Why are most martial arts weapons illegal?

Frost890

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I was thinking of getting in to some of the weapons form and I wanted to learn something that I can actually carry. The problem I have found is that a lot of states(military, I move around a lot) have made laws that prevent you from carrying most weapons. A stick is often lumped in with a blackjack and is often only allowed to be carried by Police(baton). Knives seem to be the least restricted from what I have seen, but I would prefer to bind or lock someone over cutting them. Even a Kubaton is often outlawed under a fist pack in a lot of places. So are there any weapons forms that can be used most places?
 

JowGaWolf

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I was thinking of getting in to some of the weapons form and I wanted to learn something that I can actually carry. The problem I have found is that a lot of states(military, I move around a lot) have made laws that prevent you from carrying most weapons. A stick is often lumped in with a blackjack and is often only allowed to be carried by Police(baton). Knives seem to be the least restricted from what I have seen, but I would prefer to bind or lock someone over cutting them. Even a Kubaton is often outlawed under a fist pack in a lot of places. So are there any weapons forms that can be used most places?
Let me know when you find the answer. I'm always amazed how in the U.S. I can carry any of these guns,
article-2251461-1694744C000005DC-799_634x363.jpg


but in some states this would be illegal.
best-slingshot-no4-hella-slingshots_ba270dd2-499a-4d14-b162-867085cab314_grande.jpg

As for your post, you can legally carry this in most states. Just say it's a walking stick and you'll be find. lol. These aren't as dangerous as the police baton.;)
1950098_orig.jpg
 

Juany118

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Let me know when you find the answer. I'm always amazed how in the U.S. I can carry any of these guns,
article-2251461-1694744C000005DC-799_634x363.jpg


but in some states this would be illegal.
best-slingshot-no4-hella-slingshots_ba270dd2-499a-4d14-b162-867085cab314_grande.jpg

As for your post, you can legally carry this in most states. Just say it's a walking stick and you'll be find. lol. These aren't as dangerous as the police baton.;)
1950098_orig.jpg
The reason is this. There has actually been a bit of historical legal research as to what "the right to bear arms" actually means and during the time of the Constitution's writing it means firearms. Due to this courts have determined that the 2nd amendment is only applicable to firearms. Without a specific Constitutional Provision, due to the Supremancy clause, the States have the right to regulate, even outlaw, other offensive weapons.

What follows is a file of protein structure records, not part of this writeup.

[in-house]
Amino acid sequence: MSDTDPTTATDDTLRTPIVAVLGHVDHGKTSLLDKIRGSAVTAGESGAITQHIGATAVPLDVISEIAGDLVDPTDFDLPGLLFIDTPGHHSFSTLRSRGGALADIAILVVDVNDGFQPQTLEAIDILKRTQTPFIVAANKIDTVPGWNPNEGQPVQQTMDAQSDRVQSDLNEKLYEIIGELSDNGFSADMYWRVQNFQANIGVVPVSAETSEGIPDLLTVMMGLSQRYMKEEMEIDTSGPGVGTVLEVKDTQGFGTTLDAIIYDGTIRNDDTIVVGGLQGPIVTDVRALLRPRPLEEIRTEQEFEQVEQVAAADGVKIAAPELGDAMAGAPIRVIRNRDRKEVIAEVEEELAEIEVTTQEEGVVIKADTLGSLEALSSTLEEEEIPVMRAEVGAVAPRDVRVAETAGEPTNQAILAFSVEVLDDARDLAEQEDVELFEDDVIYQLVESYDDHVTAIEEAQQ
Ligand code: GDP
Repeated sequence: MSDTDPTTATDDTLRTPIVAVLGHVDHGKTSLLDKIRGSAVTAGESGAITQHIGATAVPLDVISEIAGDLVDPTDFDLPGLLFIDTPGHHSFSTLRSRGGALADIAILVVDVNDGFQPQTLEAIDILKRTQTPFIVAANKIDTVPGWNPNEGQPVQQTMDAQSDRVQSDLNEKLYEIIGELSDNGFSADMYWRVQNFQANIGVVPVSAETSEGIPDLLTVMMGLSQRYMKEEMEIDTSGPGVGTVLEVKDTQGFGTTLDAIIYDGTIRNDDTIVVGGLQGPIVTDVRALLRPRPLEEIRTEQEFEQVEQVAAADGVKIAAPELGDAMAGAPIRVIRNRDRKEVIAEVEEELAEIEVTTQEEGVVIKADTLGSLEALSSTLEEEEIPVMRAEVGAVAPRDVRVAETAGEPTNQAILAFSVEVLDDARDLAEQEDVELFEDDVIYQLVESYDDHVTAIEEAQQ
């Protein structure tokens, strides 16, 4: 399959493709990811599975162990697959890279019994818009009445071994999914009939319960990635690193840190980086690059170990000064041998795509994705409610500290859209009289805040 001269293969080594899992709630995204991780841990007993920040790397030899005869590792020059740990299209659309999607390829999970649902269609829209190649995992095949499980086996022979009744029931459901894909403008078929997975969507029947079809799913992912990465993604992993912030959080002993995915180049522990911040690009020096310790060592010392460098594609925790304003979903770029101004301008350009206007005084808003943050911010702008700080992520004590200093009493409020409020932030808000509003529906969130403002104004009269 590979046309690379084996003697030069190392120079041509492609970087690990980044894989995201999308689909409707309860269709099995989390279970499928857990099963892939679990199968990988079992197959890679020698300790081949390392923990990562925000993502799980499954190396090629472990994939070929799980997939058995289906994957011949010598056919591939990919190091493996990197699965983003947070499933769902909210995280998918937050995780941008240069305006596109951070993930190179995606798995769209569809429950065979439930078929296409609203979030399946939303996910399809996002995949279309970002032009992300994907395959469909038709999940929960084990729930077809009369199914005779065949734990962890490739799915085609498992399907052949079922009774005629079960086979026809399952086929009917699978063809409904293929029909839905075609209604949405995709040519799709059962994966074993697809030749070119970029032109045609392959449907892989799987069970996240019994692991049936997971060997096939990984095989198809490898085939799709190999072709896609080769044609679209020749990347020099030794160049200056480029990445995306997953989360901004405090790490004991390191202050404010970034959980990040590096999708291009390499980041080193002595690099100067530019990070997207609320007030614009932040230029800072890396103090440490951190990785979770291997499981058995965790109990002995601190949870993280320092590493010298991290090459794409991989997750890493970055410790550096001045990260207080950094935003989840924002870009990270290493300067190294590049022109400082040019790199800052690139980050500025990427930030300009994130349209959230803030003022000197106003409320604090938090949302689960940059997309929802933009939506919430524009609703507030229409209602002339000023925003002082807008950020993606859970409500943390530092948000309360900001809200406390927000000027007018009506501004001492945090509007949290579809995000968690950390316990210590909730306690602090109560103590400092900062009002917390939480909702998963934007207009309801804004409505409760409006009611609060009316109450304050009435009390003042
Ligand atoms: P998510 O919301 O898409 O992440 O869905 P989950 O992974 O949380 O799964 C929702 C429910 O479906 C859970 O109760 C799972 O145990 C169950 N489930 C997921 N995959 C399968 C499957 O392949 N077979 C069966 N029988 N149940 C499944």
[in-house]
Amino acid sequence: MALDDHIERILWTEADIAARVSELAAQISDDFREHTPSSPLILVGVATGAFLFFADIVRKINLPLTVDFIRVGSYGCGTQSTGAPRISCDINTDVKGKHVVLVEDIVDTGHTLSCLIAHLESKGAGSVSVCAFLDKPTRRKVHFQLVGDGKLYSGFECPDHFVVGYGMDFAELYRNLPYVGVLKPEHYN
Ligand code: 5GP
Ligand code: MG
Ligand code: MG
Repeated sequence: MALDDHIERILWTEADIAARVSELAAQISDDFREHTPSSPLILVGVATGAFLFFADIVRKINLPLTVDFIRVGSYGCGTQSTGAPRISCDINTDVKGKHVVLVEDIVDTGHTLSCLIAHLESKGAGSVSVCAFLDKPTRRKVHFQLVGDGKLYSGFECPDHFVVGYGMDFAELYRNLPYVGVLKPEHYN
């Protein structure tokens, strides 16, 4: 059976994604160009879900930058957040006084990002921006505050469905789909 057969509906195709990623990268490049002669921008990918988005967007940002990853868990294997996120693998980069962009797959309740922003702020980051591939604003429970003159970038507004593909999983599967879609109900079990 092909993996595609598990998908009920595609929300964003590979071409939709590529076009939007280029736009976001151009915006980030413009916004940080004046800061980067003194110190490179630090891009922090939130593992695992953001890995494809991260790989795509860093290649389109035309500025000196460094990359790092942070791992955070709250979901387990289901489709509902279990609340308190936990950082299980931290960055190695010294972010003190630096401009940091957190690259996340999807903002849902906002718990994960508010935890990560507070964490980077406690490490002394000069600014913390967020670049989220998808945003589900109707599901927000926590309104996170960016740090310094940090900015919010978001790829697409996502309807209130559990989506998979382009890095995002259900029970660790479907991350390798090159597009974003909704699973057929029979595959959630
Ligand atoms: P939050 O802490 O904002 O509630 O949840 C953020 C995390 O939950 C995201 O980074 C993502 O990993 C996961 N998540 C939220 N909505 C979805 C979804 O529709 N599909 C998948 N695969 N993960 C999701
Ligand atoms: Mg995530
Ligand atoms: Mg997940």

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Bill Mattocks

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I was thinking of getting in to some of the weapons form and I wanted to learn something that I can actually carry. The problem I have found is that a lot of states(military, I move around a lot) have made laws that prevent you from carrying most weapons. A stick is often lumped in with a blackjack and is often only allowed to be carried by Police(baton). Knives seem to be the least restricted from what I have seen, but I would prefer to bind or lock someone over cutting them. Even a Kubaton is often outlawed under a fist pack in a lot of places. So are there any weapons forms that can be used most places?

First, I am not a lawyer, this is not legal advice.

Second, yes, many types of martial arts weapons are illegal in many locations. In the USA, that often depends on location. There are few restrictions on weapons other than firearms at the federal level. States and municipalities are free to ban non-firearms as they wish, and they often do.

Why? I guess the only answer to that is 'it depends'. Back in the day when ninja stars and nunchaku (aka 'numchucks') were all the rage, there were plenty of idiots running around using them on each other. Given their popularity and fear-factor pushing citizens to push law-makers to 'do something about it', many martial arts weapons were banned. Edged weapons were often banned anyway, based on things like blade length and concealed vs open carry.

I used to carry a small pocketknife with me everywhere I went - and I traveled by air for a living. Prior to 9/11, it wasn't an issue. No one ever gave me grief about my tiny pocketknife. After 9/11 it wasn't permitted. Why? Go ask Congress. I won't get involved in political discussions about it.

Now, to finally answer your question, let me first warn you that you're about to get a lot of advice from people who do not know what the hell they are talking about. Sorry, this thread is not new, lots of people ask this question in various forms, and lots of armchair cops and wannabe lawyers answer with bad information. Just sayin'.

1) Do your own research. Every place is different. You'll have to check local as well as state laws, and you might even want to ask an attorney if you want to be certain.